Catcher in the Rye

Catcher in the Rye is a book of many themes of many different types of different things. The main character of the book is Holden Caulfield, this guy has major problems. He’s alone and he knows it, he hates everyone and judges them too. Some themes of this story are the sadness, the lies and deceit, and Holden’s youth. Every one of these themes describe Holden in different ways, mostly it describes what he’s like. SADNESS Sadness permeates The Catcher in the Rye. Main character Holden Caulfield finds nearly everything depressing, from receiving gifts to hearing people say “please. The conclusion drawn, however, is that isolation and alienation from others is the greatest source of unhappiness. The difficulty comes from the fact that escaping this isolation is a battle in itself – one that can often be, unfortunately, quite depressing (http://www. shmoop. com/catcher-in-the-rye/sadness-theme. html). For example here Holden wants to make connections with people, but to do so means to make an emotional investment that will probably end up depressing him.

Here, he seems to decide that he would rather feel sad about leaving a place than feel sad about the fact that he doesn’t get to feel connected enough to feel sad. What I was really hanging around for, I was trying … to feel some kind of good-by. I mean I’ve left schools and places I didn’t even know I was leaving them. I hate that. I don’t care if it’s a sad good-by or a bad good-by, but when I leave a place I like to know I’m leaving it. If you don’t, you feel even worse (http://www. shmoop. com/catcher-in-the-rye/sadness-quotes. html). ” LIES AND DECEIT Deception in The Catcher and the Rye takes the form of what narrator Holden Caulfield calls “phoniness. This refers to anything and everything from pretense to social snobbery to language to appearances – all elements of the adult world as opposed to the world of phoniness. Disgusted with this falsity, Holden seeks to escape what he sees as the prescribed path of education, jobs, and money-making (http://www. shmoop. com/catcher-in-the-rye/lies-deceit-theme. html). Here Holden is not only disgusted, but also endlessly entertained by the phoniness around him. He emphasizes the sheer absurdity of such social performing. “At the end of the first act we went out … with all the other jerks for a cigarette. What a deal that was.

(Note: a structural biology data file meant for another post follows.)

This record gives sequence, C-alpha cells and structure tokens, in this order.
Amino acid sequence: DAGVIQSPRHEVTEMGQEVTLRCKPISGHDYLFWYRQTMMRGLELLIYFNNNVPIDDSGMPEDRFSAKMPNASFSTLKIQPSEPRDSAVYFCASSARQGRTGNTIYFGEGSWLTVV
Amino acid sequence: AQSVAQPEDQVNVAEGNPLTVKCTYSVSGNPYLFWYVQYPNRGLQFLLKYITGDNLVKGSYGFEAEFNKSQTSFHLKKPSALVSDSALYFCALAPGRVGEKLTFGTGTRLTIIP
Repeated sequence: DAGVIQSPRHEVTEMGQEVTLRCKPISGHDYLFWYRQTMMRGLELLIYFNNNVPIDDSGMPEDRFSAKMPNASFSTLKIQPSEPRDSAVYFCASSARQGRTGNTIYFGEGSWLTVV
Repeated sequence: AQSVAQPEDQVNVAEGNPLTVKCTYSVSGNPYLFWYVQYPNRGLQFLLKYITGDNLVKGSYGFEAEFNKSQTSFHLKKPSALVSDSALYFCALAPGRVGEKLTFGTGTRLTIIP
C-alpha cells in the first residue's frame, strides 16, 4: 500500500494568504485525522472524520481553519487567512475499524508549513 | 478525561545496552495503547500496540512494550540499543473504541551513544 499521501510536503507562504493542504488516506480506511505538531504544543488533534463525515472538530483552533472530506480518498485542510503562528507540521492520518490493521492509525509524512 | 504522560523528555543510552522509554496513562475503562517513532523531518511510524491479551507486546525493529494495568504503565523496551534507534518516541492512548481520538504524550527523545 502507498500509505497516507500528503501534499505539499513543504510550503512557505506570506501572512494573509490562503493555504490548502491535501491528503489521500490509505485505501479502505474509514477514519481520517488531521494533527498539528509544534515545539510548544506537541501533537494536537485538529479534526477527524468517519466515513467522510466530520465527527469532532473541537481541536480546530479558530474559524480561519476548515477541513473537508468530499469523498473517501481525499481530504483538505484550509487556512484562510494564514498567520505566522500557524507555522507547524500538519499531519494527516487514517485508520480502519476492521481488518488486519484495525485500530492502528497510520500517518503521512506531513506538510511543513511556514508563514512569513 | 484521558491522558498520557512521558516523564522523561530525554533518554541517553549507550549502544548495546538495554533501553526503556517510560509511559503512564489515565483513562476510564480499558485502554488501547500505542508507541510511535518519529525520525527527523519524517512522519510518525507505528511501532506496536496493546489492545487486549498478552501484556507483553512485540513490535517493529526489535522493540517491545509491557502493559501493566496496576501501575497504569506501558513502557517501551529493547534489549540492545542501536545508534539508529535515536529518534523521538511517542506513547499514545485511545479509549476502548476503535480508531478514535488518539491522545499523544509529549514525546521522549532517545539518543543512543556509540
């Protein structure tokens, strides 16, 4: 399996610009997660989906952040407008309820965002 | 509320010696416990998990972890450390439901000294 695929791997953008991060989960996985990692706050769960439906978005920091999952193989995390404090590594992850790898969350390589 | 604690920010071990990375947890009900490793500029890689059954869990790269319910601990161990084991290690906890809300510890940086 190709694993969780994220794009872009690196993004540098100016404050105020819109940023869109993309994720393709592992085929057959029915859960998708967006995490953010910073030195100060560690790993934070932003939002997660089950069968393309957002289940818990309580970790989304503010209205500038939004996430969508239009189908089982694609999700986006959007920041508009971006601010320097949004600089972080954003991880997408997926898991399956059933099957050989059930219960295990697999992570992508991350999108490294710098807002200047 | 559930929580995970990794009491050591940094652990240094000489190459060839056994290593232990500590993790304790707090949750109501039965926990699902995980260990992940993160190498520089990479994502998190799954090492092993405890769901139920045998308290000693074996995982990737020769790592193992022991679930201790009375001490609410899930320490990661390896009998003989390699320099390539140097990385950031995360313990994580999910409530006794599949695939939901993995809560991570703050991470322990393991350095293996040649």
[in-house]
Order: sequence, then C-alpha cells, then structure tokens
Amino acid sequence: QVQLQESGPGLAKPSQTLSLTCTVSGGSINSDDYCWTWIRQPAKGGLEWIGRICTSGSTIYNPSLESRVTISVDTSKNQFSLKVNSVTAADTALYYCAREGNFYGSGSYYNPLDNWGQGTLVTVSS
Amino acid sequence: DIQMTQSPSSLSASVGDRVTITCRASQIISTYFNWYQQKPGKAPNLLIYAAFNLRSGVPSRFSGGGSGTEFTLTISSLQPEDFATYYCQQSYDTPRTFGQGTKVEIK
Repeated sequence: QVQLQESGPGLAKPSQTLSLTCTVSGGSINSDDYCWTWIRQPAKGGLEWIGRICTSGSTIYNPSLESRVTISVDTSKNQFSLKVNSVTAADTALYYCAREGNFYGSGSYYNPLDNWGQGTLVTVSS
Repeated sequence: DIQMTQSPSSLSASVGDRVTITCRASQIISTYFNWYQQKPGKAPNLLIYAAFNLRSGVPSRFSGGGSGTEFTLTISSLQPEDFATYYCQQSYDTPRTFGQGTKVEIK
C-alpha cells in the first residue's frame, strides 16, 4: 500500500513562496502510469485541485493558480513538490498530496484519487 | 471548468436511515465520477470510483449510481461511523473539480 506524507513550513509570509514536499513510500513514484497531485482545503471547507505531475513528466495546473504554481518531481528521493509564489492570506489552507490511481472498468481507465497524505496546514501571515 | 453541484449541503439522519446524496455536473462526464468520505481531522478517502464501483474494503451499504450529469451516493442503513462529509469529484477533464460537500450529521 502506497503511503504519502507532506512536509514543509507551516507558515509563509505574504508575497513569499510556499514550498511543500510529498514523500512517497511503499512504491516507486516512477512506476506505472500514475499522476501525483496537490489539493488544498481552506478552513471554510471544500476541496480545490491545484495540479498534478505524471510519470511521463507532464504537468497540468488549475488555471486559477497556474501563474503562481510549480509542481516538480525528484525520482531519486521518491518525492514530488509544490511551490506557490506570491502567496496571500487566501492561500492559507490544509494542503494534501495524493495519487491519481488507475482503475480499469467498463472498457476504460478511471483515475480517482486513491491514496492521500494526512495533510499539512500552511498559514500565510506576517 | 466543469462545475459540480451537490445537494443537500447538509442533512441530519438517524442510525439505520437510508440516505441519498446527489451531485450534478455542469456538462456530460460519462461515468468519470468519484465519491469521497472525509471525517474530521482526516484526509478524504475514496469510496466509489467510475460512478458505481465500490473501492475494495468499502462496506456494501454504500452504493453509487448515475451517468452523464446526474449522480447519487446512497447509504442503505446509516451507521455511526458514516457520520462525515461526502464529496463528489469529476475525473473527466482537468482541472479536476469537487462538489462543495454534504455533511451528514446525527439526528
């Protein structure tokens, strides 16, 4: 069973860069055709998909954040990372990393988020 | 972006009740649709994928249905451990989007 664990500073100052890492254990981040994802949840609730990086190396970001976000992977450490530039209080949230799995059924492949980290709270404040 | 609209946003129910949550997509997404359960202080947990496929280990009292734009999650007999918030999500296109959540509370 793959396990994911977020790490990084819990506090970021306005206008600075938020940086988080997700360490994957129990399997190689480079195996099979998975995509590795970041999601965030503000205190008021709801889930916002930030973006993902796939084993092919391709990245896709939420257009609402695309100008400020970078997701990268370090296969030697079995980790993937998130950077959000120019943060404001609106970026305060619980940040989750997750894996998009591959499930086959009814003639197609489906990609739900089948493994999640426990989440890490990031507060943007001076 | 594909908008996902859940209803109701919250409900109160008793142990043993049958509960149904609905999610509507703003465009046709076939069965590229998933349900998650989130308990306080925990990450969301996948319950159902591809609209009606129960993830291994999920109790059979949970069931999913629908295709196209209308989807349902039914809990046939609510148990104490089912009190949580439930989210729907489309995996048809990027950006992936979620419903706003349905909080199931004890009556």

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You never saw so many phonies in all your life, everybody smoking their ears off and talking about the play so that everybody could hear and know how sharp they were. Some dopey movie actor was standing near us, having a cigarette. […] He was with some gorgeous blonde, and the two of them were trying to be very blase and all, like as if he didn’t even know people were looking at him. Modest as hell. I got a big bang out of it (http://www. shmoop. com/catcher-in-the-rye/lies-deceit-quotes. html). ” YOUTH The Catcher in the Rye presents a clear distinction between the world of children and that of adults.

Children are genuine, caring, and kindhearted, whereas adults are “phony,” self-centered, and generally “bastards. ” Because the story of told from the point-of-view of a disillusioned seventeen-year-old, we of course have to challenge the bias inherent in this perspective. The novel examines the grey area between these two worlds – namely adolescence – and the painful process of transitioning from one to the other(http://www. shmoop. com/catcher-in-the-rye/youth-theme. html). In this one Holden judges adults primarily on how they interact with and treat children. “The part that got me was, there was a lady … itting next to me that cried all through the goddam picture. The phonier it got, the more she cried. You’d have thought she did it because she was kindhearted as hell, but I was sitting right next to her, and she wasn’t. She had this little kid with her that was bored as hell and had to go to the bathroom, but she wouldn’t take him. She kept telling him to sit still and behave himself. She was about as kindhearted as a goddam wolf (http://www. shmoop. com/catcher-in-the-rye/youth-quotes. html). ” .

 

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